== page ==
KTVH: Montana Congressional Delegation pushes for permit flexibility for outfitters following destructive flooding
By: John Riley
Montana's congressional delegation - with the support of the Montana Outfitters and Guides Association - are asking the federal government for flexibility in the permitting process in the wake of devastating flooding in the Yellowstone area.
Sen. Jon Tester, D-Mont., Sen Steve Daines, R-Mont., and Rep. Matt Rosendale, R-Mont., sent a letter dated June 19, 2022, to the Bureau of Land Management and U.S. Forest Service.
They say flexibility in the permitting process would help avoid severe economic damage to Montana's rural communities and small businesses impacted by recent floods.
The Montana Outfitters and Guides Association supports this effort and urges quick action as the busy summer season begins.
"Montana's outfitters and guides continue to hemorrhage revenue daily and are scrambling to come up with alternatives to be able pay staff and service their clients," said Minard. "Rafting guides have identified new access points, backcountry guides are looking for alternative trailheads, fishing guides need new put-ins and walk-in options. While they are coming up with creative solutions to try and save their summer season, it's up to BLM and USFS to allow for the temporary permitting changes."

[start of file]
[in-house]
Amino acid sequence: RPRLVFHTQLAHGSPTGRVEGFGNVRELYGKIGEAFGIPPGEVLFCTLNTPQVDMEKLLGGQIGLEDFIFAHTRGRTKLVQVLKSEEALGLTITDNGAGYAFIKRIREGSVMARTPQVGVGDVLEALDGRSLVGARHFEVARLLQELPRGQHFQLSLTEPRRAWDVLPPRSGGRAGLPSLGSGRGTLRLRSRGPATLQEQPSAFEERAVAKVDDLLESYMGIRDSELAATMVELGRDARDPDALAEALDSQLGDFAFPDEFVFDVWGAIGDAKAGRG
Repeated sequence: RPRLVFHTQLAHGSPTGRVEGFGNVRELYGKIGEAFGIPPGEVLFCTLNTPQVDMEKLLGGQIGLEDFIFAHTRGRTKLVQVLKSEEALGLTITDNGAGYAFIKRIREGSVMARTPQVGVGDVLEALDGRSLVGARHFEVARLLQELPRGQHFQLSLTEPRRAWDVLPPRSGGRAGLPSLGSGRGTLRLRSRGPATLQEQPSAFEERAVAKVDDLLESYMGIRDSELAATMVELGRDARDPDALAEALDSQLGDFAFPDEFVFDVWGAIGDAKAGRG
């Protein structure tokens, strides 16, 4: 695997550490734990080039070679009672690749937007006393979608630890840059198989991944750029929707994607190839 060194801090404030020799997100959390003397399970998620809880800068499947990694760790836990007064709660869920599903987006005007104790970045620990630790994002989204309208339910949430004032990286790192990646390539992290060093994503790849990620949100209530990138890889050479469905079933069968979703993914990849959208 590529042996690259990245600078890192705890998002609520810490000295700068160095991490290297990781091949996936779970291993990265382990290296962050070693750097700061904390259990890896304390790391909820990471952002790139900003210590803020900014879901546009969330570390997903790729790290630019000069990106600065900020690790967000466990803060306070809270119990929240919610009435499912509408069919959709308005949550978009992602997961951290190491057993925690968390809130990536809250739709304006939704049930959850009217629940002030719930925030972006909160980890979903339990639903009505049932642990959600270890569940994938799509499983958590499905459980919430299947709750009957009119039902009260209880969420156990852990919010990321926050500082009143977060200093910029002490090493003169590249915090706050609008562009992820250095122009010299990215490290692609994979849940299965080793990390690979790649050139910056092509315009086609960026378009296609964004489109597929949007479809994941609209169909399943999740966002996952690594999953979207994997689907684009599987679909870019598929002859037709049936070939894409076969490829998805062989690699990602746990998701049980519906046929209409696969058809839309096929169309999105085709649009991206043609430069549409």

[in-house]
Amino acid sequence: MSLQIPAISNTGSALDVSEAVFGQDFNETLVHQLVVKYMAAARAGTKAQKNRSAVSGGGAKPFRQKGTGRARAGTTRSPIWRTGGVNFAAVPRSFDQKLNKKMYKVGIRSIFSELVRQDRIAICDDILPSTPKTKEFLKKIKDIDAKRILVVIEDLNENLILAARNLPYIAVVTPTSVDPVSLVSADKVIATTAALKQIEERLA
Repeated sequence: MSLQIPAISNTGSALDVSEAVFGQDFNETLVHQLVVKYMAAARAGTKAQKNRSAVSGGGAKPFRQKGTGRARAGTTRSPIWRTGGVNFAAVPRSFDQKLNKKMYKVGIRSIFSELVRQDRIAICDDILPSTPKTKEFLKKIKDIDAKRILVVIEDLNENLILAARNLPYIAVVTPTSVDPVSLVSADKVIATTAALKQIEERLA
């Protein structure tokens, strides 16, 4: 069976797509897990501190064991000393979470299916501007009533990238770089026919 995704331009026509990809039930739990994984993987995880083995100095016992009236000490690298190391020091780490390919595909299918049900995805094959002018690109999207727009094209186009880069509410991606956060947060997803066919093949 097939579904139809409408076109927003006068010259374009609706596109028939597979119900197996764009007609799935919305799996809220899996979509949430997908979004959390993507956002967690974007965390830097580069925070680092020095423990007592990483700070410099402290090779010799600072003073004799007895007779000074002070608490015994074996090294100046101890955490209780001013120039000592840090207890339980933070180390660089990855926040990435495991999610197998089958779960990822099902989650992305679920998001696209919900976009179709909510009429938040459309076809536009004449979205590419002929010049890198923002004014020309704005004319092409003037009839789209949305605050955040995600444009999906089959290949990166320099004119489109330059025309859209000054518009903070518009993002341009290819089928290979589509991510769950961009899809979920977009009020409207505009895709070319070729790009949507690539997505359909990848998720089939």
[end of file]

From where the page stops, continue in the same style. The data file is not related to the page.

Tester told MTN with key infrastructure connecting Montana to Yellowstone damaged or destroyed, this is a short-term solution that can aid impacted communities while work begins to repair roads and bridges.
"Montana continues to be open for business, we continue to want to have tourists come in. This will give those outfitters the opportunity to operate in wake of the catastrophic flooding that we've seen in southern Montana," said Tester.
Being cut off from Yellowstone crowds will have a significant impact on communities like Red Lodge and Gardiner.
Patrick Sipp, of Flying Pig Adventures, is one of many guides working on an immediate solution to benefit his business as the rest of the Gardiner community.
"Flooding has left us unable to access our typical take-out for our half-day rafting trips," said Sipp. "While we are actively refunding customers, we are hoping to be able to run trips again soon and salvage a portion of the summer. To do this, we need to be granted immediate, temporary access to other take-outs until we identify another viable alternative."